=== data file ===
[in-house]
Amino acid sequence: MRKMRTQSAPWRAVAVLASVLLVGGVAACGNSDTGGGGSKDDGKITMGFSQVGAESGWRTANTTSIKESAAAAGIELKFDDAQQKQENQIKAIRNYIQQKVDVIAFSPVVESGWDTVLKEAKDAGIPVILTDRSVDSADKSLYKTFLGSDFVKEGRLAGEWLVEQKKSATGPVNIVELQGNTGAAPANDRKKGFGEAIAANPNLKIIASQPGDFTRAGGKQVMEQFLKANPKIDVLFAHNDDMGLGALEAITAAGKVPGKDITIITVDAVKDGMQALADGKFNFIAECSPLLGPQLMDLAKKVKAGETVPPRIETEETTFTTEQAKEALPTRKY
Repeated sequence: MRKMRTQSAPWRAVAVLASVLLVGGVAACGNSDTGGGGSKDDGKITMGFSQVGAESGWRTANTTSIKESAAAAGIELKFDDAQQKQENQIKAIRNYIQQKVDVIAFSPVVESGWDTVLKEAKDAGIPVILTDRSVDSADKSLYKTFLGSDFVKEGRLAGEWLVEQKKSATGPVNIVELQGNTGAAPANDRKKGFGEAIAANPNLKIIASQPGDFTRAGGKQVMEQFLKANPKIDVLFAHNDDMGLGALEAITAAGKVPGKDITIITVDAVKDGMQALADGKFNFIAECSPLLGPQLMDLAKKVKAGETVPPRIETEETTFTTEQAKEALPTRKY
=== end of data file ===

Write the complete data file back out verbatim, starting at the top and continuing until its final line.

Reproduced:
[in-house]
Amino acid sequence: MRKMRTQSAPWRAVAVLASVLLVGGVAACGNSDTGGGGSKDDGKITMGFSQVGAESGWRTANTTSIKESAAAAGIELKFDDAQQKQENQIKAIRNYIQQKVDVIAFSPVVESGWDTVLKEAKDAGIPVILTDRSVDSADKSLYKTFLGSDFVKEGRLAGEWLVEQKKSATGPVNIVELQGNTGAAPANDRKKGFGEAIAANPNLKIIASQPGDFTRAGGKQVMEQFLKANPKIDVLFAHNDDMGLGALEAITAAGKVPGKDITIITVDAVKDGMQALADGKFNFIAECSPLLGPQLMDLAKKVKAGETVPPRIETEETTFTTEQAKEALPTRKY
Repeated sequence: MRKMRTQSAPWRAVAVLASVLLVGGVAACGNSDTGGGGSKDDGKITMGFSQVGAESGWRTANTTSIKESAAAAGIELKFDDAQQKQENQIKAIRNYIQQKVDVIAFSPVVESGWDTVLKEAKDAGIPVILTDRSVDSADKSLYKTFLGSDFVKEGRLAGEWLVEQKKSATGPVNIVELQGNTGAAPANDRKKGFGEAIAANPNLKIIASQPGDFTRAGGKQVMEQFLKANPKIDVLFAHNDDMGLGALEAITAAGKVPGKDITIITVDAVKDGMQALADGKFNFIAECSPLLGPQLMDLAKKVKAGETVPPRIETEETTFTTEQAKEALPTRKY